Report Discusses the Legal Challenges to Health Care Reform

May 19, 2010 ( – A new Congressional Research Service report discusses the arguments courts will face in hearing the challenges to the new health care law.

In the report, Legislative Attorney Kathleen S. Swendiman notes that while the Constitution and Supreme Court interpretations do not identify a constitutional right to health care at the government’s expense, Congress has enacted numerous statutes which establish and define specific statutory rights of individuals to receive medical services from the government. To date, most health care entitlement statutes have been enacted pursuant to Congress’s authority to “make all Laws which shall be necessary and proper” to carry out its mandate “to … provide for … the general Welfare,” Swendiman says.  

In enacting the Patient Protection and Affordable Care Act, Congress used its power to regulate interstate commerce, as well as its power to tax and spend for the general welfare.  

According to the report, the most frequently utilized grant of power in the Constitution for health care spending is that found in Article I, § 8, cl.1, which states in part that “[t]he Congress shall have Power to lay and collect Taxes, … to … provide for the … general Welfare of the United States.” The last paragraph of this section provides that Congress shall have the authority “to make all Laws which shall be necessary and proper for carrying into Execution the foregoing Powers.” Other powers in § 8 for which Congress has the authority to enact “necessary and proper” laws include Congress’s power to regulate interstate commerce (cl. 3).  

Swendiman points out that the scope of the national spending power was brought before the United States Supreme Court in a landmark case in 1937 dealing with the newly enacted Social Security Act. In Steward Machine Co. v. Davis, the Court sustained a tax imposed on employers to provide unemployment benefits to individual workers.   

Much like the arguments against the new health care reform law, it was argued that the tax and a state credit that went with the state’s tax were “weapons of coercion, destroying or impairing the autonomy of the States.” However, the Supreme Court held that relief of unemployment was a legitimate object of federal spending under the “general welfare” clause, and that the Social Security Act, which also included old age benefits for individuals so they might not be destitute in their old age, as well as provisions for child welfare and maternal child health projects, was a legitimate attempt to solve these problems in cooperation with the states.  

Subsequent Supreme Court decisions have not questioned Congress’s policy decisions as to what kinds of spending programs are in pursuit of the “general welfare.” Swendiman notes that the Supreme Court accords great deference to a legislative decision by Congress that a particular spending program provides for the general welfare. In fact, the High Court has suggested that the question whether a spending program provides for the general welfare is one that is entirely within the discretion of the legislative branch.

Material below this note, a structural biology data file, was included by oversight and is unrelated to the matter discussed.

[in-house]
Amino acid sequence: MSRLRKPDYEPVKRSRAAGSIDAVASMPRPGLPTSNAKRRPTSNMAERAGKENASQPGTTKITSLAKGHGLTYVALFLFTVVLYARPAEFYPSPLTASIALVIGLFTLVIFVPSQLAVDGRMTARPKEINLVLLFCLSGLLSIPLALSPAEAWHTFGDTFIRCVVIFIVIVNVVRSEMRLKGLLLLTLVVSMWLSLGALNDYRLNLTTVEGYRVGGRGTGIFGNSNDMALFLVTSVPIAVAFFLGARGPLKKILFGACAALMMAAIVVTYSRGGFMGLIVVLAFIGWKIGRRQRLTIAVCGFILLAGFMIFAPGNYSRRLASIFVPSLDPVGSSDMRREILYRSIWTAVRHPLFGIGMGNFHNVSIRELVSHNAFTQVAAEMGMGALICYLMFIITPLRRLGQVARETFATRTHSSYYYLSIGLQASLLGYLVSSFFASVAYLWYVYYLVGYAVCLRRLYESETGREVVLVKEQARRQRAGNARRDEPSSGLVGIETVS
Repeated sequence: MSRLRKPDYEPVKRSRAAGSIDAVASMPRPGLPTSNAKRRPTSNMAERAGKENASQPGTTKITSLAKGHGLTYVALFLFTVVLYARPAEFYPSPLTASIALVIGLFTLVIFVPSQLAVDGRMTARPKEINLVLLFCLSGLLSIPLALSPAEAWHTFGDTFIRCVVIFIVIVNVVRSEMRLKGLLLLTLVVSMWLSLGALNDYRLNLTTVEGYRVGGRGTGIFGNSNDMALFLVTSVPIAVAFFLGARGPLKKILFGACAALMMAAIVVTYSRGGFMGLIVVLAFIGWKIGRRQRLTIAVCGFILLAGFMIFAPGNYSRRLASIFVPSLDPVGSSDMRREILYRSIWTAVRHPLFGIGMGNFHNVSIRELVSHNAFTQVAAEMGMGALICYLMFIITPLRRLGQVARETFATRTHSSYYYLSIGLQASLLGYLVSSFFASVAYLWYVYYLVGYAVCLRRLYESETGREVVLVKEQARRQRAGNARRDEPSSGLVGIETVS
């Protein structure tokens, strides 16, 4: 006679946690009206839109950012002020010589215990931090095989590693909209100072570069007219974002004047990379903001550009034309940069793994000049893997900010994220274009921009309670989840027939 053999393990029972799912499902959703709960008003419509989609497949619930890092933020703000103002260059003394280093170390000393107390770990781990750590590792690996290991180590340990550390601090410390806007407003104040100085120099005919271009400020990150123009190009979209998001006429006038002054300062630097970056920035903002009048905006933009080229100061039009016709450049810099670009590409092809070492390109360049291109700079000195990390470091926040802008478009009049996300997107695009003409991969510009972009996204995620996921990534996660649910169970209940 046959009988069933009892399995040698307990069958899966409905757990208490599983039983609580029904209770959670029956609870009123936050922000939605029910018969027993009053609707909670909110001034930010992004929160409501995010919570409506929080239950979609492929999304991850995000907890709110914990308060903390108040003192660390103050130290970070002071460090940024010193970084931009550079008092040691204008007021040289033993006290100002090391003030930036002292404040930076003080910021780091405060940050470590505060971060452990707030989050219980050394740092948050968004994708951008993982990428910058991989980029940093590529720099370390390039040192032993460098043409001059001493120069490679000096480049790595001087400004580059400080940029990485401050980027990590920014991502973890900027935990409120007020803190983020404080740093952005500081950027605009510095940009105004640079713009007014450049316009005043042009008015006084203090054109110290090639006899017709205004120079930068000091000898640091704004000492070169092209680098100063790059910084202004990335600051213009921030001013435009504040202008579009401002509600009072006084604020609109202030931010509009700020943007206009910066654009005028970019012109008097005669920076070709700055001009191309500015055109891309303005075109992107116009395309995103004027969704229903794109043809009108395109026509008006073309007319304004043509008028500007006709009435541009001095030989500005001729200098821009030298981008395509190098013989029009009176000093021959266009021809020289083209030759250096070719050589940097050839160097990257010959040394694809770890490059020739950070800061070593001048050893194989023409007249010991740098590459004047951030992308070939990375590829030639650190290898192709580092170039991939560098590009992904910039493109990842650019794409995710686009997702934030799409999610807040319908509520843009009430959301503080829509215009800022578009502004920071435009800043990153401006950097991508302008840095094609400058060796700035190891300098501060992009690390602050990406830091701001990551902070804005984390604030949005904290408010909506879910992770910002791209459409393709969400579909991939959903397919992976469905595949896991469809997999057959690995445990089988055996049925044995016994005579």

With this in mind, Swendiman contends that issues courts will face in assessing the constitutionality of the individual health insurance mandate, which is being challenged in several lawsuits (see Business Group Joins HCR Challenge), include procedural issues such as standing, because states, which are not directly subject to the mandate, would be enforcing arguments about the rights of individuals, and ripeness, since the mandate does not go into effect until 2014. In addition, the courts may address substantive issues such as Congress’s power to enact an individual mandate under the Commerce Clause, or Congress’s power to impose a tax upon failure to comply with the mandate pursuant to its power to tax and spend to “provide for the common Defense and general Welfare of the United States.”  

These are some of the arguments the Obama administration put up in its first response to a lawsuit over the new health care reform law (see Government Responds to Health Care Reform Lawsuit).

State Efforts to Opt out of Health Care Mandate  

In the Congressional Research Report, Legislative Attorney Kathleen S. Swendiman addressed states’ attempts to opt out of the mandate for individual health care coverage. In March, Virginia became the first state in the nation to enact a statute which states that, as a matter of law in Virginia, no individual (with certain exceptions) shall be required to obtain or maintain a policy of individual insurance coverage (see VA Lawmakers Approve Ban on Mandatory Health Coverage).   

In the following weeks Idaho enacted a similar law, and a Utah bill was enacted that not only prohibits an individual health insurance mandate, but also prohibits any state agency from implementing federal health reform measures without the Utah legislature “specifically authorizing the state’s compliance or participation in, federal health care reform.”  

Swendiman says a direct conflict between federal and state laws would raise constitutional issues which are likely to be resolved in favor of the federal law under the Supremacy Clause of the Constitution, which states: “This Constitution, and the Laws of the United States which shall be made in Pursuance thereof; ... shall be the supreme Law of the Land; ... any Thing in the constitution or Laws of any State to the Contrary notwithstanding.”   

When Congress legislates pursuant to its delegated powers, state laws, and even state constitutional provisions, must yield, according to the report. As an example, Swendiman points out that in Cooper v.Aaron, the U.S. Supreme Court upheld the federal law mandating desegregation of public schools in the face of Arkansas’s constitutional amendment which prohibited integration.